Giving Thanks

In this time of war and rumors of war, of government intrusion into our lives on so many levels, it was good this week to pause and give thanks for our country, for our freedom of worship and speech.

I gave thanks.  I considered those who fled religious persecution to forge a new nation under God, guaranteeing each of us life, liberty, and the pursuit of happiness.  The United States of America remains that nation as we struggle to protect life and ensure liberty so that we may indeed pursue happiness.  I gave thanks that I was lucky enough to be born in America.  I gave thanks that I am blessed to still be living, at the gentle age of sixty-four, and living in this exceptional nation.

I thought about liberty and its corollary, responsibility.  And with responsibility, I thought, comes a standard by which we measure our lives, define our duties to God, family, community, country.  With responsibility, comes self-examination.  With self-examination, hopefully, comes penitence and repentance, a turning.

The “I’m okay you’re okay” culture will not support liberty.  “That’s just me, just my thing, just the way I am” will not protect freedoms.  We must, as individuals forming culture, return to an acknowledgement of guilt, make our confessions – if I may be so bold to use the unpopular word – of sin.  Without this examination, we have little hope of ensuring life, liberty, and the pursuit of happiness.

And so we enter Advent, that marvelous, mysterious, miraculous season of hope.  A four-week preparation for the great intersection of the eternal into the finite, the immortal into the world of the mortal.  The Incarnation.  In the flesh.  Christ-mas.  We recall that two thousand years ago God took on flesh and walked among us.

We celebrate with rich symbols: an evergreen tree laden twinkling with lights and fantastical ornaments, candles aflame, gifts expressing our love for one another, holy-day foods and drinks that sweeten the tongue and warm the heart.  We sing the stories of Christ’s coming so long ago so that we will not forget.  To prepare for his coming we sing calling-hymns, in minor keys, “O come, o come, Emmanuel and ransom captive Israel….”  The Messiah is coming… the one promised to the prophets!  As we draw nearer to Christmas Day we tell the story in our pageants and Gospel lessons.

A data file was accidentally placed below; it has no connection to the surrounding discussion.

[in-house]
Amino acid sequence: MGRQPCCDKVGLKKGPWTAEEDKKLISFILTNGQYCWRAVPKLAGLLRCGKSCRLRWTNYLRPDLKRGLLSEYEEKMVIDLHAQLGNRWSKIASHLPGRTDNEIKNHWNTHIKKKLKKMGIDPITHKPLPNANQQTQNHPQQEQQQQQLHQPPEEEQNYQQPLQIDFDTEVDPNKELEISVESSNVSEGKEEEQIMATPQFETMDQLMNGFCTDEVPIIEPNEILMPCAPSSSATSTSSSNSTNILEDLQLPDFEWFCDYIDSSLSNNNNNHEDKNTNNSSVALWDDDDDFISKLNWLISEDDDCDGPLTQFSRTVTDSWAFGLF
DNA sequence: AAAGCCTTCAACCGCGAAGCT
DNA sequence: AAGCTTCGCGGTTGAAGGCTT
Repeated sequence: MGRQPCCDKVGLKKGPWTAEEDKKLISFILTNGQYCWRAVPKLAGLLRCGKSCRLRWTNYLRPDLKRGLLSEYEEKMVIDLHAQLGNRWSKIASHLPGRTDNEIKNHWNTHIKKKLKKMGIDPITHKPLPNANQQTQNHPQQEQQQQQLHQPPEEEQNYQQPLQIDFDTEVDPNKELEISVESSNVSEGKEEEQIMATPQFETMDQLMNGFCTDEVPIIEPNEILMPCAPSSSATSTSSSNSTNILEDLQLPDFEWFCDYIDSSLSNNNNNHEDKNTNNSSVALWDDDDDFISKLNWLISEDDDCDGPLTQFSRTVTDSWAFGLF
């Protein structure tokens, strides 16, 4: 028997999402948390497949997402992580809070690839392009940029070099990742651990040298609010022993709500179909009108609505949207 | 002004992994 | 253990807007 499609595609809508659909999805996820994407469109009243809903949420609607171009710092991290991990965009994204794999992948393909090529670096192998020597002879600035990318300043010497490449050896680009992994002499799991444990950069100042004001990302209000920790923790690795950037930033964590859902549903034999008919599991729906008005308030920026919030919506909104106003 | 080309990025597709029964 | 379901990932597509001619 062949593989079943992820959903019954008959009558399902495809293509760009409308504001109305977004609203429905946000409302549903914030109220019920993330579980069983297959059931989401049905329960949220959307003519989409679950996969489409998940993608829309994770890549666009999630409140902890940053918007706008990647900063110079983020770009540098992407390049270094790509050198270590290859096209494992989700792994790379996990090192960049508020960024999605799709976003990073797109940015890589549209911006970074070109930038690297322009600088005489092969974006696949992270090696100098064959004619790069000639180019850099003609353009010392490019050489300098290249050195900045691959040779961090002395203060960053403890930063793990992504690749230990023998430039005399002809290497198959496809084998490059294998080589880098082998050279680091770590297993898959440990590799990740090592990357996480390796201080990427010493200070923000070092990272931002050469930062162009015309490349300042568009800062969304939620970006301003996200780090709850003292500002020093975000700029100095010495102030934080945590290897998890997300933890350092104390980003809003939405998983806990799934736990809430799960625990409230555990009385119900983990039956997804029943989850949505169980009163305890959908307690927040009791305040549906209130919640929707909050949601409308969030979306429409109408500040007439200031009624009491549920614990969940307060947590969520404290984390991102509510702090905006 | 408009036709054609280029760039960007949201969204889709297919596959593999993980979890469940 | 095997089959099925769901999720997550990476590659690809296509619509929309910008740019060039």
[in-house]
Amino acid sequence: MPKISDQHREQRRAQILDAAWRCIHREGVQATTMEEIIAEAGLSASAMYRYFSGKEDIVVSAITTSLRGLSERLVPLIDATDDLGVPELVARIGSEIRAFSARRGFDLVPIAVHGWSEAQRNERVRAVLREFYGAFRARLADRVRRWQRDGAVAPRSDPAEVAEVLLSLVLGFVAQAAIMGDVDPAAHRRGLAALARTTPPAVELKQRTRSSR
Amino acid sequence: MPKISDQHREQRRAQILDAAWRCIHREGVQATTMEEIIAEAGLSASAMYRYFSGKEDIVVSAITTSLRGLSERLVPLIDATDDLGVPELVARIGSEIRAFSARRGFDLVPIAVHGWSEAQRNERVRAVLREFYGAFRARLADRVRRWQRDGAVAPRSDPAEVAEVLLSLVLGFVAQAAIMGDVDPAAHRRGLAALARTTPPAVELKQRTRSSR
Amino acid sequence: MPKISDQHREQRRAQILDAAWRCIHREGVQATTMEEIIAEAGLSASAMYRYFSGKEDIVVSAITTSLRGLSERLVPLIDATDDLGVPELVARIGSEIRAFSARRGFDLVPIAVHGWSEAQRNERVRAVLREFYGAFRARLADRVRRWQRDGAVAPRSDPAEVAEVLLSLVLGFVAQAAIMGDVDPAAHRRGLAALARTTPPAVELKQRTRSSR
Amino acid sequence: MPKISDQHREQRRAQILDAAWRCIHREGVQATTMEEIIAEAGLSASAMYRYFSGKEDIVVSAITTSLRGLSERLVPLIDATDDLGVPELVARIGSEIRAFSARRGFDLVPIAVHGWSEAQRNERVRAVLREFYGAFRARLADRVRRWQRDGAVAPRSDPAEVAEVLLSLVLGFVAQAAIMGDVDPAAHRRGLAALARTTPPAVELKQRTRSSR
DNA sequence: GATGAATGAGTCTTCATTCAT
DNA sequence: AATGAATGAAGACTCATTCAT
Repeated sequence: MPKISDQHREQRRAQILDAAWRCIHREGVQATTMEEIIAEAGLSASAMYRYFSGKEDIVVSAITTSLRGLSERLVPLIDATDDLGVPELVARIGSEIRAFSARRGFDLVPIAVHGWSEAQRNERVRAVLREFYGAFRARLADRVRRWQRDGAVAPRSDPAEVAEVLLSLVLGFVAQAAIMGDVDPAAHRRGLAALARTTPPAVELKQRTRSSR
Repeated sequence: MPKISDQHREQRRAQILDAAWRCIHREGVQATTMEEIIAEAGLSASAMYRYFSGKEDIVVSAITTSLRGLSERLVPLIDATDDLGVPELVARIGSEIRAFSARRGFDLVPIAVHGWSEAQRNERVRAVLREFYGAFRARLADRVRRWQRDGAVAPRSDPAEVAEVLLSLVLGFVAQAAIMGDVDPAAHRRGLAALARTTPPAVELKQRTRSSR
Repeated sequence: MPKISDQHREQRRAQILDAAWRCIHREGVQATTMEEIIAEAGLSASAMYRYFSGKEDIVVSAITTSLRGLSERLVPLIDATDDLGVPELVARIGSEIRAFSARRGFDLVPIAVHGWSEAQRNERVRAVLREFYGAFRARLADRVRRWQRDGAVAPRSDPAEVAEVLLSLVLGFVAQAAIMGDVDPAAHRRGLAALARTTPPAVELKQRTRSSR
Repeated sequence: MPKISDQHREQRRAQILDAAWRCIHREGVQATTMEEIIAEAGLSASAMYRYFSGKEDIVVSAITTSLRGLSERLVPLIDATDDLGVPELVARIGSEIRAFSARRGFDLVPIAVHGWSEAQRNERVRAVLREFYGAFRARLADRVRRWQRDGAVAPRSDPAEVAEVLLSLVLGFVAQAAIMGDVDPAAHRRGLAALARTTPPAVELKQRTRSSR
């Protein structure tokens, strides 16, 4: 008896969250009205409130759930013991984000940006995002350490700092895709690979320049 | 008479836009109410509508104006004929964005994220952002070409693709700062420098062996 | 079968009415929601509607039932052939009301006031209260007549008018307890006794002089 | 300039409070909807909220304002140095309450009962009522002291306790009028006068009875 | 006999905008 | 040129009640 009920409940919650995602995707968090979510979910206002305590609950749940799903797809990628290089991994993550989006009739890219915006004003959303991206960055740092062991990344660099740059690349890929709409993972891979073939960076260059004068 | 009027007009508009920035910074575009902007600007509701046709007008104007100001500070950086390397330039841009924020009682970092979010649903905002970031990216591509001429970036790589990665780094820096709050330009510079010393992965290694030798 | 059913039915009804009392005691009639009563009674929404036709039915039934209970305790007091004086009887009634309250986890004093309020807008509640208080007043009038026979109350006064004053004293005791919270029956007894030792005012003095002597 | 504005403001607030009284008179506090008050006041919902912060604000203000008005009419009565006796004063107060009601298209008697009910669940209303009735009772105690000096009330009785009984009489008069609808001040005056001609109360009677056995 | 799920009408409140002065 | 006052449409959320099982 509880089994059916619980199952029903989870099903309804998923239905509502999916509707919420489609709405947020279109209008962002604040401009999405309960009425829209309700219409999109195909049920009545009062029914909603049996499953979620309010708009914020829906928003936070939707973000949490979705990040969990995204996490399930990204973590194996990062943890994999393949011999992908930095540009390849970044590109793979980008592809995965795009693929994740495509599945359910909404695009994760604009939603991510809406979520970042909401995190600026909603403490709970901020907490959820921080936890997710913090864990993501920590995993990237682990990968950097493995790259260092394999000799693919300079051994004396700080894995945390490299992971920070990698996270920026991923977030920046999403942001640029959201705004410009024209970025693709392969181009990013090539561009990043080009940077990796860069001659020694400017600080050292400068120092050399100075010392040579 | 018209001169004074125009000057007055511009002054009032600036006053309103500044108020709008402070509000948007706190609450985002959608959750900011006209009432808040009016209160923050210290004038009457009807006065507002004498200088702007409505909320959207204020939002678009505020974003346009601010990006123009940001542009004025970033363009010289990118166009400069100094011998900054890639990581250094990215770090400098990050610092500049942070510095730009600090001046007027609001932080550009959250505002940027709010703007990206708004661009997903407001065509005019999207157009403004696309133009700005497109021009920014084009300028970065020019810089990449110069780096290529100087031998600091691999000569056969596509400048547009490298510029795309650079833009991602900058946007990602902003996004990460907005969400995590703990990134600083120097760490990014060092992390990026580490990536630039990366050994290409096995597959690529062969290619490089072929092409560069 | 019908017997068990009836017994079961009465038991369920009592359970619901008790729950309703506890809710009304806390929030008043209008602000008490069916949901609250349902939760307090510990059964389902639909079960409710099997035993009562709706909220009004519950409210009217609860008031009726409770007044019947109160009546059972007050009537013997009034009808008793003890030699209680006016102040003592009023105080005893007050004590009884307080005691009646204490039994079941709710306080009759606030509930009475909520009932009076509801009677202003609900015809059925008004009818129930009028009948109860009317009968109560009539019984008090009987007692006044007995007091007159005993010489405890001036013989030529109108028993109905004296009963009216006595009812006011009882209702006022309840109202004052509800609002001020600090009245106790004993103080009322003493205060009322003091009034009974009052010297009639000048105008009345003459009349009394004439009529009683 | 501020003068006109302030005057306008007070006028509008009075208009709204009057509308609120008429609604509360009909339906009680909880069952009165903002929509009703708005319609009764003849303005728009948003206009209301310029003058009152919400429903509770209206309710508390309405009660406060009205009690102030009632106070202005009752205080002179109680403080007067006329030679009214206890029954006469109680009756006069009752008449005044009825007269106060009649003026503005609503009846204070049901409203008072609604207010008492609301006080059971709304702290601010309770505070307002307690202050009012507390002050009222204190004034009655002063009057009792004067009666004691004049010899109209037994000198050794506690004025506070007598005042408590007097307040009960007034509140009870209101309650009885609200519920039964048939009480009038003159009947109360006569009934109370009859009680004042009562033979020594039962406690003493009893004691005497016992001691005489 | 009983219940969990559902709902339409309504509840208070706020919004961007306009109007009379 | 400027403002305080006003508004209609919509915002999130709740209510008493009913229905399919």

Keeping Advent prepares us for Christ’s coming to us again and again in the Eucharist and coming to us in our daily prayers.  We prepare for his bodily Second Coming to earth, when a new world will be formed under his rule.  How do we prepare our hearts?  We clean them out to make room.  We examine our lives and throw out the clutter.

We simplify.  Not easy to do in our commercial culture of noise and bluster and busyness.  But we try.  We increase our daily prayer life; we go to church.  We pause in the stillness to hear him speak to us.

Even in our secular culture the great story of the Incarnation rises from our common consciousness in symbols, rituals, and stories.  Good Saint Nicholas, the fourth-century bishop of Smyrna, appears to us as Santa Claus.  He drives a sled through the starry heavens full of gifts.  He brings hope and cheer, and a sort of justice, a rustic memory of God the Father.  His steadfast reappearance each year is, I think, for the most part a good thing.  In Santa we honor laughter, love, and sharing, not to mention responsible behavior.  Santa is making a list and checking it twice.  He is keeping a moral scorecard.  Examine and repent, Saint Nicholas reminds us through our children.  Will we listen?  Perhaps we are too grown-up to believe… too grown-up to bear freedom as it must be borne.  Perhaps we are not grown-up enough.

Because I am so very thankful for our freedom, I take this holy season of Advent to examine my heart, to turn to the light and away from the dark, to prepare for the child born in Bethlehem, the child that will save my soul.

O come, o come, Emmanuele.

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